3. Juicero

More of a hoax than a business failure, Juicero Inc. is one of the best examples of how investors can get temporarily side blinded and waste money on fake tech. Juicero sold a $400 kitchen counter device that supposedly produced fresh, cold-pressed juice from vacuum-sealed bags sold separately. In 2017, Bloomberg called Juicero’s bluff, showing readers the bags can be squeezed manually to receive the same result as the presser. A day after the story was published, The Verge reported Juicero was offering all of its customers a full refund. The company went out of business five months later.


Juicero's presser. Photo: PR Juicero's presser. Photo: PR


2. Every other Windows OS
Microsoft has the highest market capitalization in the world, amounting to $1.2 trillion, far surpassing Apple, Google, Facebook, and Amazon. But the company still has quite a few failures under its belt. Most prominently, every other Windows operating system to hit the market seems to rub users the wrong way. This started with ME in 2000 that followed the extremely popular Windows 98 and was so buggy that it had to be replaced by Windows XP just one year later.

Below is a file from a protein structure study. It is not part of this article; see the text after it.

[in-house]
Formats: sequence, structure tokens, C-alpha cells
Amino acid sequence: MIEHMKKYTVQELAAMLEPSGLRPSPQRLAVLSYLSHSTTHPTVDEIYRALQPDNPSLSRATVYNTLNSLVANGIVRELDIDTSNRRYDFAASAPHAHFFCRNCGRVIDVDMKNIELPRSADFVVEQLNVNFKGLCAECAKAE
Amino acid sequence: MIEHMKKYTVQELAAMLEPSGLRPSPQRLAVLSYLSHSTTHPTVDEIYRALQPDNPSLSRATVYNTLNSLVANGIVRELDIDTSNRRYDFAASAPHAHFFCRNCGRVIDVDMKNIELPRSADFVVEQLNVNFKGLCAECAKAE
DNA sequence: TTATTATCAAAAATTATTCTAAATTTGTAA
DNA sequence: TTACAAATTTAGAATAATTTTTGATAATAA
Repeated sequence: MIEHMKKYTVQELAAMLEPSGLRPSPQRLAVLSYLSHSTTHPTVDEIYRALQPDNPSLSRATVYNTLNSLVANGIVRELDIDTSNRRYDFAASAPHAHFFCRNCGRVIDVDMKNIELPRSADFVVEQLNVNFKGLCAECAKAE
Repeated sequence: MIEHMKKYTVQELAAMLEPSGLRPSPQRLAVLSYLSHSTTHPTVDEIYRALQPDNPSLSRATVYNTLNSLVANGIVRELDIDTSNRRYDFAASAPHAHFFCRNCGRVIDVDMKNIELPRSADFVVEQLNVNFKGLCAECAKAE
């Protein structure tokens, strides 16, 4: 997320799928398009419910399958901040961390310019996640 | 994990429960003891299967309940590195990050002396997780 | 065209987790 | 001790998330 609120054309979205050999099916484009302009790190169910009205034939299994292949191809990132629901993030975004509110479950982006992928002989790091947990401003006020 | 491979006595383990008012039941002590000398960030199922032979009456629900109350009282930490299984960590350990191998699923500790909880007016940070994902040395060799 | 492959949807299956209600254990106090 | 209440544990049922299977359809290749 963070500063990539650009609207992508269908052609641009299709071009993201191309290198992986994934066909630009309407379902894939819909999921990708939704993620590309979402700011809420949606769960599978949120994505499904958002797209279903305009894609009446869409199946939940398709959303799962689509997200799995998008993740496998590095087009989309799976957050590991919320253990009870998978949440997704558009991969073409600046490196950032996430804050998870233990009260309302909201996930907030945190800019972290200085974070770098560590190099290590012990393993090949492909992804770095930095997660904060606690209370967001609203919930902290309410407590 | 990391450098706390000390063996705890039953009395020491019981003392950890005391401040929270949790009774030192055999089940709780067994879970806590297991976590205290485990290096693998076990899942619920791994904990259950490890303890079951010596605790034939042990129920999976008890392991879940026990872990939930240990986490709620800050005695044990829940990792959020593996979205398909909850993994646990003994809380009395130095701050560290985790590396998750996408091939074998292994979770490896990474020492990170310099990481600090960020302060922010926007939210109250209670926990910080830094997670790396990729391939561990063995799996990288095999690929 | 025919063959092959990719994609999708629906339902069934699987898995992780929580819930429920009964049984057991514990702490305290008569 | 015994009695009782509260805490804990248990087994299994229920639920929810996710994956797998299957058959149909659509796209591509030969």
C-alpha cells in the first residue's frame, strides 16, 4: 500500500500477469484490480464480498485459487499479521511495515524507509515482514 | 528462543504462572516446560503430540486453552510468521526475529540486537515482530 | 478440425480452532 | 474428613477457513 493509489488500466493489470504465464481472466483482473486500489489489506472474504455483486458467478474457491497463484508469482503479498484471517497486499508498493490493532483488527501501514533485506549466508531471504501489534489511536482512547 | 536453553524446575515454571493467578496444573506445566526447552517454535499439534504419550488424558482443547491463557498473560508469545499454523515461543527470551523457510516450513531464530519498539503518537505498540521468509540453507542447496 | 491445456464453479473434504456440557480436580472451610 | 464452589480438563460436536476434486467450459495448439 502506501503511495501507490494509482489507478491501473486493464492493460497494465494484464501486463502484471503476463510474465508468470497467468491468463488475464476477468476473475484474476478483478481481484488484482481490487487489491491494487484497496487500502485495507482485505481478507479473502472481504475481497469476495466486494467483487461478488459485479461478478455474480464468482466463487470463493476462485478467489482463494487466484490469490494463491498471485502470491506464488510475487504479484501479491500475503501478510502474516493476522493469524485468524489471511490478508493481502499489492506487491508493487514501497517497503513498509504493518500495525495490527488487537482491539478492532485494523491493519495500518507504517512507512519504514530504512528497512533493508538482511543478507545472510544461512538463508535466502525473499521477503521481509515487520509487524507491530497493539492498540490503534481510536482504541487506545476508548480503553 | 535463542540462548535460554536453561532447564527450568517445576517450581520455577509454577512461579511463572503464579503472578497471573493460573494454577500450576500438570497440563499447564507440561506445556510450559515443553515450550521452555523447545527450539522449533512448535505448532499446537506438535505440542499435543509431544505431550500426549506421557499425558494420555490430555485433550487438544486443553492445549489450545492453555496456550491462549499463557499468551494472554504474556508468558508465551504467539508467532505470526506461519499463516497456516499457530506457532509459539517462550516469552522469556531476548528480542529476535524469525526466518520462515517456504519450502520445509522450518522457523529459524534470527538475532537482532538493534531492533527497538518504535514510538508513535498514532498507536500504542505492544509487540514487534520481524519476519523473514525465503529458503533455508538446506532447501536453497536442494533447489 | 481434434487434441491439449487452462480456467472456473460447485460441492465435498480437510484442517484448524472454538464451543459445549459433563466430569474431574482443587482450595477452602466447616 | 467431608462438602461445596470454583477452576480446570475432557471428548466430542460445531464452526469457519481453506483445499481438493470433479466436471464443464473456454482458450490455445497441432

This streak of one successful OS followed by a complete flop repeated itself several times, manifesting in the past decade in the hated Windows 8, which was quickly replaced by the beloved Windows 10. This decade also saw Microsoft attempting and failing to enter the mobile OS market with its Windows Phone and Windows RT operating systems for mobile phones and tablets, respectively.


1. Samsung Galaxy Note 7

First place had a lot of worthy contenders—some more infuriating such as Apple’s butterfly keyboard, malicious joy invoking such as Amazon’s smartphone, or hopeful as to the fate of humanity, such as the death of Google’s smart glasses—but none more impressive a failure than Samsung’s Galaxy Note 7. Launched in 2016, Samsung’s flagship smartphone received high praise for its advanced technological capabilities and large screen but less than a year later, the company had to recall it. The reason: its battery’s tendency to spontaneously combust, at one time on a plane mid-flight. Credit Suisse analysts estimated the damages suffered by Samsung as a result at $17 billion.